Elizabeth Diller, Ricardo Scofidio, & Charles Renfro
PARTNERS, DILLER SCOFIDIO + RENFRO
The architect discusses the design concepts behind two DS+R projects in California, a new home for the Berkeley Art Museum and Pacific Film Archive (BAM/PFA) and Stanford’s McMurtry Building for the Department of Art and Art History:
The move [of the BAM/PFA] to downtown Berkeley was a response to several issues, one of which was the fragility of the Mario Ciampi building [which the museum occupied from 1970 to 2014]. The second was a retrenchment from the iconic, starchitecture-driven museums of the pre-recession. And the third was a desire for museums to be participants of the city and not stand off from the city—to be welcoming, engaging, transparent, and attractive.
Many of our projects operate in a kind of dialectical method where there are two sides to the story. At Stanford there are two interlocking strands: the art history strand and the art-making strand. Those two sides of the program embrace and support each other. At the BAM/PFA, the existing building is a taut, Art Deco printing plant and administration building, and the new, sculpted addition is primarily a form determined by the theater of the Pacific Film Archive. [The addition] is expressive and enigmatic, more of a cipher. But it also leans on the existing building and embraces it, almost literally wrapping its arm over the existing building in a symbiotic way.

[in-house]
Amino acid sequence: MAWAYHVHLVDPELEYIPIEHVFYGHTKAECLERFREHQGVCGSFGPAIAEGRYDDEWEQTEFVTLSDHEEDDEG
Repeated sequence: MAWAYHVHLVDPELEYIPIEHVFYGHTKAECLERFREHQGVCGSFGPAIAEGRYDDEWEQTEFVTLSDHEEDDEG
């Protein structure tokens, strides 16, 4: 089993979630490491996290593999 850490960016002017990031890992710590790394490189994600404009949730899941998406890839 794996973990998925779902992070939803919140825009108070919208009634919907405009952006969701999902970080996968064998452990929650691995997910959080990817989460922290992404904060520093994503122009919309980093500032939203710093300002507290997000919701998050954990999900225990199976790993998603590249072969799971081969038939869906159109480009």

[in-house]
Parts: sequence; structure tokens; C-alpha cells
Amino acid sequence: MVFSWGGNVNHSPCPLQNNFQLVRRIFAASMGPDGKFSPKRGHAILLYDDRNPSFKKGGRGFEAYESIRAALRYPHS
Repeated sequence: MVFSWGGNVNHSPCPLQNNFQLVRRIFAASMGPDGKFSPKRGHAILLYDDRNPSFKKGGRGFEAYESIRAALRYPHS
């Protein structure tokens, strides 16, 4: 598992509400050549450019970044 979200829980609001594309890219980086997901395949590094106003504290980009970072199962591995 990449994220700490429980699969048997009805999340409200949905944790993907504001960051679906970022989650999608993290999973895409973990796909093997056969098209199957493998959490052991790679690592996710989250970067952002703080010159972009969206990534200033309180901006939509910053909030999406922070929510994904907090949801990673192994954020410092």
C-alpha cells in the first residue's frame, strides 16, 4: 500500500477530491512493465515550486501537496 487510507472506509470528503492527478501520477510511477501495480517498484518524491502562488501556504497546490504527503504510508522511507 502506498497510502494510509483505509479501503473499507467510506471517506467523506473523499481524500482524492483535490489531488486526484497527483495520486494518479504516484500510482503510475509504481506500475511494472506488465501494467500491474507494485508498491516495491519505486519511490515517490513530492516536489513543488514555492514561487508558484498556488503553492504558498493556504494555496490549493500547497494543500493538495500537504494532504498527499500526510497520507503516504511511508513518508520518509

In recent years, there’s been such a trend in architecture toward multidisciplinarity and open space, open source, and shared space that enables—or forces—cross-disciplinary discourse to happen. At Stanford, what we sought to do was to make a new series of spaces that operate in a third language, that’s neither specific to a kind of program nor is the forced collaborative space that you hear about so much. It’s this third space of possibility that allows for serendipitous encounter, new ways of teaching and learning, but it doesn’t force those activities onto people. —As told to Dave Kim